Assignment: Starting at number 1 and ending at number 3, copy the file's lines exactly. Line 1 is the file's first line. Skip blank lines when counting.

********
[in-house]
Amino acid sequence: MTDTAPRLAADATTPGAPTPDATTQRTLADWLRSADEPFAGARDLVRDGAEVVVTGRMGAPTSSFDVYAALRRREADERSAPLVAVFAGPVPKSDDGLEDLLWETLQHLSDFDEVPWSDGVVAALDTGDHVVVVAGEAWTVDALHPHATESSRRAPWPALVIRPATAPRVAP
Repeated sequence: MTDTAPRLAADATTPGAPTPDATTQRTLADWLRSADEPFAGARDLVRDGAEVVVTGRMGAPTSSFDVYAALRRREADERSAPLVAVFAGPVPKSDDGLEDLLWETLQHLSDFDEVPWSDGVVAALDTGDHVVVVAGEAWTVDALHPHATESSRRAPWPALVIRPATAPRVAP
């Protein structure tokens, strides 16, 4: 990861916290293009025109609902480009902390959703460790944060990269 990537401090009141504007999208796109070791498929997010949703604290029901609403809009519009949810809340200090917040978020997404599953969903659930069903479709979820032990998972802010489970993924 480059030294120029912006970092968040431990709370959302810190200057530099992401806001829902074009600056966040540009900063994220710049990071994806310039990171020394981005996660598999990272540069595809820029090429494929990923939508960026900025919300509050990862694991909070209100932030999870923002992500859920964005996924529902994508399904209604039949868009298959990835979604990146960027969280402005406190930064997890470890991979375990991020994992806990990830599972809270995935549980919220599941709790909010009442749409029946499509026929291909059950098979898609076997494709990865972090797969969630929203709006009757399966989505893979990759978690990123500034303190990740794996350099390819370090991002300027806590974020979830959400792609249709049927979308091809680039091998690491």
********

[in-house]
Amino acid sequence: MTDTAPRLAADATTPGAPTPDATTQRTLADWLRSADEPFAGARDLVRDGAEVVVTGRMGAPTSSFDVYAALRRREADERSAPLVAVFAGPVPKSDDGLEDLLWETLQHLSDFDEVPWSDGVVAALDTGDHVVVVAGEAWTVDALHPHATESSRRAPWPALVIRPATAPRVAP
Repeated sequence: MTDTAPRLAADATTPGAPTPDATTQRTLADWLRSADEPFAGARDLVRDGAEVVVTGRMGAPTSSFDVYAALRRREADERSAPLVAVFAGPVPKSDDGLEDLLWETLQHLSDFDEVPWSDGVVAALDTGDHVVVVAGEAWTVDALHPHATESSRRAPWPALVIRPATAPRVAP